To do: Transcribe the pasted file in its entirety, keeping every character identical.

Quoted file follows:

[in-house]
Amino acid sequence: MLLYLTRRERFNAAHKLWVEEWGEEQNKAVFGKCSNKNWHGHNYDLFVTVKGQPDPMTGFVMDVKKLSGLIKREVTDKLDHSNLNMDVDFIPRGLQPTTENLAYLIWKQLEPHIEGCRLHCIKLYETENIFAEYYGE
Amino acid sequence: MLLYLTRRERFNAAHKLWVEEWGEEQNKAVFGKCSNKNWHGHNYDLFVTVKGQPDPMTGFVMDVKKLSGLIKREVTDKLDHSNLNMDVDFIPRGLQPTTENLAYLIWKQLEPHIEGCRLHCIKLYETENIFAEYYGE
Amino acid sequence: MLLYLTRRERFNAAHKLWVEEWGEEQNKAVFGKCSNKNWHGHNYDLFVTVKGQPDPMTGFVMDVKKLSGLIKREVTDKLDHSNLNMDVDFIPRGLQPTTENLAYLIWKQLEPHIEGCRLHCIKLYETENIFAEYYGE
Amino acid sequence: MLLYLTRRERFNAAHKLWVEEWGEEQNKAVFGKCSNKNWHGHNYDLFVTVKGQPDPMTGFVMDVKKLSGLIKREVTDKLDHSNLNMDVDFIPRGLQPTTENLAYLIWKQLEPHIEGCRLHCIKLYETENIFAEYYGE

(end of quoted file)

[in-house]
Amino acid sequence: MLLYLTRRERFNAAHKLWVEEWGEEQNKAVFGKCSNKNWHGHNYDLFVTVKGQPDPMTGFVMDVKKLSGLIKREVTDKLDHSNLNMDVDFIPRGLQPTTENLAYLIWKQLEPHIEGCRLHCIKLYETENIFAEYYGE
Amino acid sequence: MLLYLTRRERFNAAHKLWVEEWGEEQNKAVFGKCSNKNWHGHNYDLFVTVKGQPDPMTGFVMDVKKLSGLIKREVTDKLDHSNLNMDVDFIPRGLQPTTENLAYLIWKQLEPHIEGCRLHCIKLYETENIFAEYYGE
Amino acid sequence: MLLYLTRRERFNAAHKLWVEEWGEEQNKAVFGKCSNKNWHGHNYDLFVTVKGQPDPMTGFVMDVKKLSGLIKREVTDKLDHSNLNMDVDFIPRGLQPTTENLAYLIWKQLEPHIEGCRLHCIKLYETENIFAEYYGE
Amino acid sequence: MLLYLTRRERFNAAHKLWVEEWGEEQNKAVFGKCSNKNWHGHNYDLFVTVKGQPDPMTGFVMDVKKLSGLIKREVTDKLDHSNLNMDVDFIPRGLQPTTENLAYLIWKQLEPHIEGCRLHCIKLYETENIFAEYYGE